eightfold path that leads to the cessation of sorrow.
(Schopenhauer) As soon as any single relation to our will, to our person, even of
these objects of our pure contemplation, comes again into consciousness, the
magic is at an end; we fall back into the knowledge which is governed by the
principle of sufficient reason; we know no longer the Idea, but the particular
thing, the link of a chain to which we also belong, and we are again abandoned to
all our woe.
Bentham
His philosophy is not justified, because what if causing someone harm brings happiness
to others? His philosophy could lead to plenteous violations of human rights.
An action then may be said to be conformable to the principle of utility, or, for

shortness sake, to utility, (meaning with respect to the community at large) when
the tendency it has to augment the happiness of the community is greater than any
it has to diminish it.
By the principle of utility is meant that principle which approves or disapproves
of every action whatsoever, according to the tendency it appears to have to
augment or diminish the happiness of the party whose interest is in question.
Nozick
His philosophy is justified, because there is more to life than feeling pleasure. We want to
be someone, and do certain things that are limited to human created reality.
We are not empty containers or buckets to be stuffed with good things, with
pleasures or possessions or positive emotions or even with a rich and varied
internal life. Such a bucket has no appropriate structure within; how the
experiences fit together or are contoured over time is of no importance except
insofar as some particular arrangements make further happy moments more
probable.
The view that only happiness matters ignores the questions of what we--the very
ones to be happy--are like.
Skidelskys
Their philosophy is that capitalism in its current state is flawed, and changes must be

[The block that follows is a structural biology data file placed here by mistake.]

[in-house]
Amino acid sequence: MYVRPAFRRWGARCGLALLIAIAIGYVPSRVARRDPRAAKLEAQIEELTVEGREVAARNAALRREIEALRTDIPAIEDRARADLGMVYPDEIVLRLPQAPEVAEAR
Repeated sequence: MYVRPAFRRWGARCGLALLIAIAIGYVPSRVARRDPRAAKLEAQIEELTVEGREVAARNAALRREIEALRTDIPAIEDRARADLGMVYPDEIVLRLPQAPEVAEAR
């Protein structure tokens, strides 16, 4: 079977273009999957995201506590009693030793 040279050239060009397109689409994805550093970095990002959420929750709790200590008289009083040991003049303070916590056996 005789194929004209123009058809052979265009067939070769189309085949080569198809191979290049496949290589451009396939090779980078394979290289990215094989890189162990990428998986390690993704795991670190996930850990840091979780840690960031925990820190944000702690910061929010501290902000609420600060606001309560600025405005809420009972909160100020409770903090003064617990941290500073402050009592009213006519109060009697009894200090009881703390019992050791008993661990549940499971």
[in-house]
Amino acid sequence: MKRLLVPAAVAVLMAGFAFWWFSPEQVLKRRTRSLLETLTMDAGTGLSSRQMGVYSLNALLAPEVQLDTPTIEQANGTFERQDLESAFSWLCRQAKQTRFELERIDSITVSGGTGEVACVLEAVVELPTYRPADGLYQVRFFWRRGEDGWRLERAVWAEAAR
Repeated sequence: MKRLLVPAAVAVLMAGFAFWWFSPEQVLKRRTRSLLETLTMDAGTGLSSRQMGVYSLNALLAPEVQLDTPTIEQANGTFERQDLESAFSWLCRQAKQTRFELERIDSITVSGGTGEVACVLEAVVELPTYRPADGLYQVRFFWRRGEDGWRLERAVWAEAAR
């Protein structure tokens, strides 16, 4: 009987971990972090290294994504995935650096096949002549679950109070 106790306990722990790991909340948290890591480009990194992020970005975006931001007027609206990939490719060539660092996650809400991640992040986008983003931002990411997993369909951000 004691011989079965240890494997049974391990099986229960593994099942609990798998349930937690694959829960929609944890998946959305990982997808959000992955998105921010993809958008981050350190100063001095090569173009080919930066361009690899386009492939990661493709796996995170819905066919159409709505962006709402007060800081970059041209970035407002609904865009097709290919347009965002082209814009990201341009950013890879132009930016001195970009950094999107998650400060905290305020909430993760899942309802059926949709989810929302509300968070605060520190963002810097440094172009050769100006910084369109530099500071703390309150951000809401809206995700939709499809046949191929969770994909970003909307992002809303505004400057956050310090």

made. Philosophers and economists must work together to create a new system of
government.
The coexistence of great wealth and great poverty, especially in societies in
which there is enough for everyone, offends our sense of justice.
We need to bring together insights from both disciplines--economists for the
sake of its practical influence, philosophy for the sake of its ethical imagination.
Its time to revive the old idea of economics as a moral science, a science of
human beings in communities, not of interacting robots.
My own philosophy
I believe that being around loved ones and engaging in enjoyable activities brings
happiness. We should strive to rid our hearts from detest towards others, for this will
make it easier to appreciate and accept them. (Basing off of Russell)
The secret of happiness is this: let your interests be as wide as possible, and let
your reactions to the things and persons that interest you be as far as possible
friendly rather than hostile.
Any pleasure that does no harm to other people is to be valued.
To like many people spontaneously and without effort is perhaps the greatest of
all sources of personal happiness.
I also believe that going with the flow and letting things be brings a sense of tranquility

which leads into happiness, for we are usually happy when we are at peace. If something
is out of our control, we shouldnt stress over it since it is not our faults. We must do
what we can with what we have. (Based off Lao Tzu)
There is always an official executioner. If you try to take his place, it is trying to
be like a master carpenter and cutting wood. If you try to cut wood like a master
carpenter, you will only hurt your hand.
I also believe there is a distinction between higher and lower pleasures. While I believe
that lower pleasures do bring about momentary happiness, higher pleasures will make us
happier in the long run. (Based off of Mill)
Now it is an unquestionable fact that those who are equally acquainted with, and
equally capable of appreciating and enjoying, both, do give a most marked
preference to the manner of existence which employs their higher faculties.
It would be absurd that while, in estimating all other things, quality is considered
as well as quantity, the estimation of pleasures should be supposed to depend on
quality alone.
Bentham goes against my philosophy because he believes merely in quantity, not quality.
*See quotes for Bentham*